Much of the magic of Scottish politics is wearing thin. Either Alex Salmond and his new cohorts will make a miraculous breakthrough or there will be a disappearing act. Apparently. But there are other options.
Trying to make sense of this dire election campaign is really difficult: with it’s shuffling memes, weird messaging, panicking unionist propaganda, plethora of new micro-parties and covid-culture precluding face to face interaction all being faced by an exhausted and dispirited electorate. We have people festooned with flags castigating other people festooned with flags. The fast-improving New Statesman regularly publishes analysis beyond the mundane, and so we have Scott Hames recent ‘Who speaks for Scotland?’ sliding his eye over the current chaos.
Writing in the journal Hames points out one of the contradictions of Salmond’s career, as he moves seamlessly from 70s radical to 20c slick mainstream gradualist and then back to the tub-thumping fundamentalist of today:
“Retribution for Alex Salmond, in league with the sort of people he expunged from the mainstream of Scottish nationalism in the 1990s: zoomers, magical thinkers and conspiracy theorists. Having outfoxed the SNP’s romantic “fundamentalists” as a young party leader, Salmond’s comeback has turbo-charged their digital rebirth, from neo-Celtic symbols to Bannockburn cosplay. He made his name as a slick “gradualist” tactician and media operator, but today Salmond depends on the reach of troubled bloggers to spread the Alba message. A rocky LBC interview last week was dominated by questions about his behaviour towards women, his ties to Russian state media, and claims by another Alba candidate that Scottish LGBTQ organisations are in thrall to a secretive global movement to legalise sex with ten-year-olds.”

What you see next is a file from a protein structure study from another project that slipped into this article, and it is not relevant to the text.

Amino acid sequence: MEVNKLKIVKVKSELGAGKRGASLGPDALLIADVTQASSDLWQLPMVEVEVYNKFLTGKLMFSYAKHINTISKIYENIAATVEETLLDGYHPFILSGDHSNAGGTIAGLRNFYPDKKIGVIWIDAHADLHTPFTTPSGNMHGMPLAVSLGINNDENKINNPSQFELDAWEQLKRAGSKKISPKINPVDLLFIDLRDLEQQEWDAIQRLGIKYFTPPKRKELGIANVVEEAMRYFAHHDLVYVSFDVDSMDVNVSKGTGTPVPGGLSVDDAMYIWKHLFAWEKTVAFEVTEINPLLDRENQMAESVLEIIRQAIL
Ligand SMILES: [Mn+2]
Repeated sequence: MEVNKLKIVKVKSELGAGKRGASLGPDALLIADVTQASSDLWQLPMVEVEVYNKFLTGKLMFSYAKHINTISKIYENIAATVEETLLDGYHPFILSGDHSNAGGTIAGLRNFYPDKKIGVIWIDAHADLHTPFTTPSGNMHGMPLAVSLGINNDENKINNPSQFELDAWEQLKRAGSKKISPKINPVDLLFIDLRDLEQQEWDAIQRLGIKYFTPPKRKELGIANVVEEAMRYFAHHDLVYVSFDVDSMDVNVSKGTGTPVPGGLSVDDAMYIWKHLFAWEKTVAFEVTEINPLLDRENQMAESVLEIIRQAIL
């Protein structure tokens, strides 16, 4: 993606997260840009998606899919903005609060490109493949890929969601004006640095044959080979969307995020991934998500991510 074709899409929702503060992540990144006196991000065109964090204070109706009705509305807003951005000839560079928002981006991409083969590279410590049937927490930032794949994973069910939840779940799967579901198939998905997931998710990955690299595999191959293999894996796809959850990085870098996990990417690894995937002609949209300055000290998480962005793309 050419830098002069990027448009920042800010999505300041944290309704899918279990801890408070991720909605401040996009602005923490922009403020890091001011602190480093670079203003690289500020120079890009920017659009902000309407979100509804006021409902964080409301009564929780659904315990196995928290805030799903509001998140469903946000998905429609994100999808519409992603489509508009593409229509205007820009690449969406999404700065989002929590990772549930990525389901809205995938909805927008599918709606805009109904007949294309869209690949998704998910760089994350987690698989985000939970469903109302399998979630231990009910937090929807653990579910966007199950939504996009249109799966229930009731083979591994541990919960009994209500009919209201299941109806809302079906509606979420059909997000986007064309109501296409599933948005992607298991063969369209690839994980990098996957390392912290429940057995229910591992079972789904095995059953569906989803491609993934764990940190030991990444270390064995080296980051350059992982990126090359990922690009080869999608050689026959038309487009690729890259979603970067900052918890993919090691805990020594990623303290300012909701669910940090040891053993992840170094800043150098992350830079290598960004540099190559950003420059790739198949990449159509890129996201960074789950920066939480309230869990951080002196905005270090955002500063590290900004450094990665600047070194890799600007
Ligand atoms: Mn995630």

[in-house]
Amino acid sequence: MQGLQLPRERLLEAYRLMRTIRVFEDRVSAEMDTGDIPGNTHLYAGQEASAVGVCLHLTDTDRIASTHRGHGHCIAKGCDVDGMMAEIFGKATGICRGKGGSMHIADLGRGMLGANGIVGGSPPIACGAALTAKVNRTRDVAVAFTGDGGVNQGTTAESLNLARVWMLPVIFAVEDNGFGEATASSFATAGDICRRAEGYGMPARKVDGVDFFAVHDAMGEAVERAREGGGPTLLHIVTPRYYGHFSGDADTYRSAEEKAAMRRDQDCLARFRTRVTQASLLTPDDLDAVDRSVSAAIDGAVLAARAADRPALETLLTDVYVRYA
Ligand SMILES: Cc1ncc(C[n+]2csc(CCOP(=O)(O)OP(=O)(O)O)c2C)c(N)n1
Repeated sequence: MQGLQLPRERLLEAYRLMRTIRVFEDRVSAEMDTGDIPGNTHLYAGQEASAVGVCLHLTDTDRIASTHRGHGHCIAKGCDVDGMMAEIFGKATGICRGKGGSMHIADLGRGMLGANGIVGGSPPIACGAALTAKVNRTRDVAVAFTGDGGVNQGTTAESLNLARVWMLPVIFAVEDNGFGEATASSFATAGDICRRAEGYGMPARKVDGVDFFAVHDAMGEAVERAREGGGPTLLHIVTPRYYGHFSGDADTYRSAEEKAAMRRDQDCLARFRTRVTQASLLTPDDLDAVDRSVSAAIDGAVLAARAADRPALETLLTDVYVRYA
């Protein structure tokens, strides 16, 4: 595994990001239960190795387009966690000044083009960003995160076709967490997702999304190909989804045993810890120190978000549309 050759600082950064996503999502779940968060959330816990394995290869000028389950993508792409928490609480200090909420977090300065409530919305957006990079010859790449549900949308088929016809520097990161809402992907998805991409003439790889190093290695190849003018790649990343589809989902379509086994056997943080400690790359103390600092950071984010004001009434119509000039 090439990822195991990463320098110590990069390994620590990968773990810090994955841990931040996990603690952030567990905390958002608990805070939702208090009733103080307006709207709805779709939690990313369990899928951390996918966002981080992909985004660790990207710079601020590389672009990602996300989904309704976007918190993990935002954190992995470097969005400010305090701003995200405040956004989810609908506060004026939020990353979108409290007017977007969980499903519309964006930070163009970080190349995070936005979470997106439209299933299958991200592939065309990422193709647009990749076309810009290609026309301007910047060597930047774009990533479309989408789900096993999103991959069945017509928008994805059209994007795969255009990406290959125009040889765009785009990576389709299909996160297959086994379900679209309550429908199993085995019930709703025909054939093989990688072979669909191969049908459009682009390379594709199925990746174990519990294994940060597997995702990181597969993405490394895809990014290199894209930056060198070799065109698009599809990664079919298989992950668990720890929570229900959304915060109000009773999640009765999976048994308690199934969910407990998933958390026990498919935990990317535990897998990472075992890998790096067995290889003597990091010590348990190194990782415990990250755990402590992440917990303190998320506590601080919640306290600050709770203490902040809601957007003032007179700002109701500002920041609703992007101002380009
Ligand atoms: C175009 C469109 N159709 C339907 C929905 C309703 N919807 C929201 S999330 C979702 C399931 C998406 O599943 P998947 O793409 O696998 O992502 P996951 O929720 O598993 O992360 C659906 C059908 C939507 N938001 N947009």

Enema of the People
This, for Hames is a complex matter with no obvious beneficiaries:
“With its huge polling lead, the SNP leadership seem relaxed about losing these peevish factions – the commentator David Leask likens the process to a “political enema” – and their exit improves the SNP’s standing with younger progressive voters and Middle Scotland liberals.”
But such analysis posits a liberalism against a radicalism that is a bit simplistic.
Some of the younger ‘progressive’ voters are engaged in a performative act about identity politics and much of the ‘radical’ voices are just a visceral reaction against them. Neither have either strategy theory or praxis to take them beyond shouting into their own micro-bubbles as the British state and late capitalism lay waste to our society (and our environment).
For Hames the ‘crisis’ of the Yes movement is the conundrum of leading both a party and a movement.
How do you keep pragmatic “gradualists” and traditional “fundamentalists” onside a unifying project?
He asks: “There will be no Team Scotland triangulation to mask the enmity on both sides, and this very fact casts doubt on all the other kinds of Team Scotland triangulation that keep nationalism moving forward.”
But I think this is lightly confused because it speaks to the movement as the subject at play here – the same problem the movement suffers from – rather than the society or the electorate or the class of people being exploited – being the subject of focus.